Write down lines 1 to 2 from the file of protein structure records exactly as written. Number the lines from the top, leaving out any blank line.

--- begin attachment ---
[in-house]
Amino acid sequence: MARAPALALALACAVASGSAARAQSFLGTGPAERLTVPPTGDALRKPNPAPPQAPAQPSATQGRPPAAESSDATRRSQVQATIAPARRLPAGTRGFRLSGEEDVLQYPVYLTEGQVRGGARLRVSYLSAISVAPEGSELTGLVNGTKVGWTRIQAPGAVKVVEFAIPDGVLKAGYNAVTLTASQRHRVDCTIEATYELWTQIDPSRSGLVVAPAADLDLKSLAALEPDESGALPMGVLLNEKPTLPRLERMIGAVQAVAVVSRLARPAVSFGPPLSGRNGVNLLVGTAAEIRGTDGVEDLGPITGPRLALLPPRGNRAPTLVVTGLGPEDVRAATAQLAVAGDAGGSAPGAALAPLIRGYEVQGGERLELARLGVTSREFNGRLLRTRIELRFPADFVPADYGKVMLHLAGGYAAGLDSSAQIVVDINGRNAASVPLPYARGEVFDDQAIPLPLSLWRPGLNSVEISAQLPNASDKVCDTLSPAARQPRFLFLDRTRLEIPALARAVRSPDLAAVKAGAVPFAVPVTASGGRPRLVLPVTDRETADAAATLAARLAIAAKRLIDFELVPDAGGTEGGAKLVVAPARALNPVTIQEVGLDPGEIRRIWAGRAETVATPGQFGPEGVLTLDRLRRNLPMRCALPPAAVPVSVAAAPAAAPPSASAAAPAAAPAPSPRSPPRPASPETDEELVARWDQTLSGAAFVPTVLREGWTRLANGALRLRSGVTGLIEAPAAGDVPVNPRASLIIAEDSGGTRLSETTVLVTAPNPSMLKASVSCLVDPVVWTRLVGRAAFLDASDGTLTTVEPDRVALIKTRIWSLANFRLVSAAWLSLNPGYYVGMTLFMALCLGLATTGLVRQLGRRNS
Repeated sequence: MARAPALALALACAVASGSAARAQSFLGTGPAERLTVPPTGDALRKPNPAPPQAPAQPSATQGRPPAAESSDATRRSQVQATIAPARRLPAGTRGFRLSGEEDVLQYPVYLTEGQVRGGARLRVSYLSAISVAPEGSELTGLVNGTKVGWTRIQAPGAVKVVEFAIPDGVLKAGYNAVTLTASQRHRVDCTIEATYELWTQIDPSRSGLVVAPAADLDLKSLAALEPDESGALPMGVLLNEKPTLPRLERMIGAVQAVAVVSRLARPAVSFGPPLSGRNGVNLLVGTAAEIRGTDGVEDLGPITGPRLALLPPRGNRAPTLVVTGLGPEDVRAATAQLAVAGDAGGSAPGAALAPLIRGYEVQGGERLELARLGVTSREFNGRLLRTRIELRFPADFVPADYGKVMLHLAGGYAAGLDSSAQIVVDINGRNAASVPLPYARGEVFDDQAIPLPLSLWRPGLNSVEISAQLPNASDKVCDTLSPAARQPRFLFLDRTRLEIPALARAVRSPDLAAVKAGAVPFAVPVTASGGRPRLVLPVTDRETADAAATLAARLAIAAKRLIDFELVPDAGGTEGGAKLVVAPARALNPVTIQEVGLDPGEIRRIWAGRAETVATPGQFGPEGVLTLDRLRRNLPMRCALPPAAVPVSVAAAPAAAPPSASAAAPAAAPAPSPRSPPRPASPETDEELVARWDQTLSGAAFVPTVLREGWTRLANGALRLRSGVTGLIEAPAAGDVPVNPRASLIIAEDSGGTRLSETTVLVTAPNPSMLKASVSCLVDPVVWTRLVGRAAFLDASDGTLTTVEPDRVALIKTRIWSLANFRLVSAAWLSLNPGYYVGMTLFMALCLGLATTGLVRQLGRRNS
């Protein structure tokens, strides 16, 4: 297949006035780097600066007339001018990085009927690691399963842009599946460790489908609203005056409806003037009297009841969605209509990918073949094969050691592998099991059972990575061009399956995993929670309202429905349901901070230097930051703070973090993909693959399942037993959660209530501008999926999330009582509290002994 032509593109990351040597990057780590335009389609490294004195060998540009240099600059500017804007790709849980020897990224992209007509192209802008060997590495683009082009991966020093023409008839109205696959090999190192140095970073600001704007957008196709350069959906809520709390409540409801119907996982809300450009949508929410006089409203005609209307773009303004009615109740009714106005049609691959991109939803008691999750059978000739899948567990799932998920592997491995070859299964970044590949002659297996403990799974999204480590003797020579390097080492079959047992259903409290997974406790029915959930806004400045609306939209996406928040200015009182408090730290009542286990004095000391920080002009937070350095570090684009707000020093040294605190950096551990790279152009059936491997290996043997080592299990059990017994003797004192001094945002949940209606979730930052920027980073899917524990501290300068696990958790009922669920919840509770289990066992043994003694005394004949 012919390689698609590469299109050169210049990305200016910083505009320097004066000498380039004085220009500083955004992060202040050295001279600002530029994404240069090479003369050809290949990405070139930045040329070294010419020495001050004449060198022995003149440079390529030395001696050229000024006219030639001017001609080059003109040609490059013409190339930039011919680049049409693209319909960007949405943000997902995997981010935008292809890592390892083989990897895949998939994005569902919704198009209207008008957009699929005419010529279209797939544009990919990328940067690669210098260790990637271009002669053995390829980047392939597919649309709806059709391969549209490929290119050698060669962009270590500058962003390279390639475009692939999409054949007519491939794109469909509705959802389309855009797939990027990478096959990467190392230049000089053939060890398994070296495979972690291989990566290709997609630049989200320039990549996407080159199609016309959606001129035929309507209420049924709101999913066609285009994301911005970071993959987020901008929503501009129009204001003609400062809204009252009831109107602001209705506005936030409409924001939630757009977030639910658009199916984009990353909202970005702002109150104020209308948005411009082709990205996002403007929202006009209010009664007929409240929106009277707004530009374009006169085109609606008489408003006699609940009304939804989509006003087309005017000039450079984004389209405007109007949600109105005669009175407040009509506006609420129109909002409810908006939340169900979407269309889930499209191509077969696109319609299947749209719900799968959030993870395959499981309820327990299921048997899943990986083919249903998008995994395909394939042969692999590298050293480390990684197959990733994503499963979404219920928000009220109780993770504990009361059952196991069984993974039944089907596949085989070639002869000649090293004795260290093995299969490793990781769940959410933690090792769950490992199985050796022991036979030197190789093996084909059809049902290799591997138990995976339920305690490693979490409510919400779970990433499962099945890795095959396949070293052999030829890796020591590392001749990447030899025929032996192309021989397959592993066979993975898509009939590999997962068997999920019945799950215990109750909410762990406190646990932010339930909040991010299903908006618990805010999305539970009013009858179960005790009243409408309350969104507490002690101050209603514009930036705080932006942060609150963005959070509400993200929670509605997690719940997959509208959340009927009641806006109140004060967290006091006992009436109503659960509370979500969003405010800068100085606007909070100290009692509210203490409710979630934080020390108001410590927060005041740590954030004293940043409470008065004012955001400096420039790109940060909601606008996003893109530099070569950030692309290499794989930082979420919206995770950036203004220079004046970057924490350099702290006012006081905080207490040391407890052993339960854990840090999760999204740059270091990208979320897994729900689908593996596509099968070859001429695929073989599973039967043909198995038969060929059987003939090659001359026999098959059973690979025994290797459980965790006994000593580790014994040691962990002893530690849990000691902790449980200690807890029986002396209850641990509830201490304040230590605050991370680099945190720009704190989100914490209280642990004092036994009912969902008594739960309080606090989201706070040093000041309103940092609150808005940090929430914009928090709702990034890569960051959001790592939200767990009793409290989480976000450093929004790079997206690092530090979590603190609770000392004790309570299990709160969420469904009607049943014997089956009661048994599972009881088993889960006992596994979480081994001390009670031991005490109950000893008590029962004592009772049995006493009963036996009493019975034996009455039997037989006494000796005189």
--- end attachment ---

[in-house]
Amino acid sequence: MARAPALALALACAVASGSAARAQSFLGTGPAERLTVPPTGDALRKPNPAPPQAPAQPSATQGRPPAAESSDATRRSQVQATIAPARRLPAGTRGFRLSGEEDVLQYPVYLTEGQVRGGARLRVSYLSAISVAPEGSELTGLVNGTKVGWTRIQAPGAVKVVEFAIPDGVLKAGYNAVTLTASQRHRVDCTIEATYELWTQIDPSRSGLVVAPAADLDLKSLAALEPDESGALPMGVLLNEKPTLPRLERMIGAVQAVAVVSRLARPAVSFGPPLSGRNGVNLLVGTAAEIRGTDGVEDLGPITGPRLALLPPRGNRAPTLVVTGLGPEDVRAATAQLAVAGDAGGSAPGAALAPLIRGYEVQGGERLELARLGVTSREFNGRLLRTRIELRFPADFVPADYGKVMLHLAGGYAAGLDSSAQIVVDINGRNAASVPLPYARGEVFDDQAIPLPLSLWRPGLNSVEISAQLPNASDKVCDTLSPAARQPRFLFLDRTRLEIPALARAVRSPDLAAVKAGAVPFAVPVTASGGRPRLVLPVTDRETADAAATLAARLAIAAKRLIDFELVPDAGGTEGGAKLVVAPARALNPVTIQEVGLDPGEIRRIWAGRAETVATPGQFGPEGVLTLDRLRRNLPMRCALPPAAVPVSVAAAPAAAPPSASAAAPAAAPAPSPRSPPRPASPETDEELVARWDQTLSGAAFVPTVLREGWTRLANGALRLRSGVTGLIEAPAAGDVPVNPRASLIIAEDSGGTRLSETTVLVTAPNPSMLKASVSCLVDPVVWTRLVGRAAFLDASDGTLTTVEPDRVALIKTRIWSLANFRLVSAAWLSLNPGYYVGMTLFMALCLGLATTGLVRQLGRRNS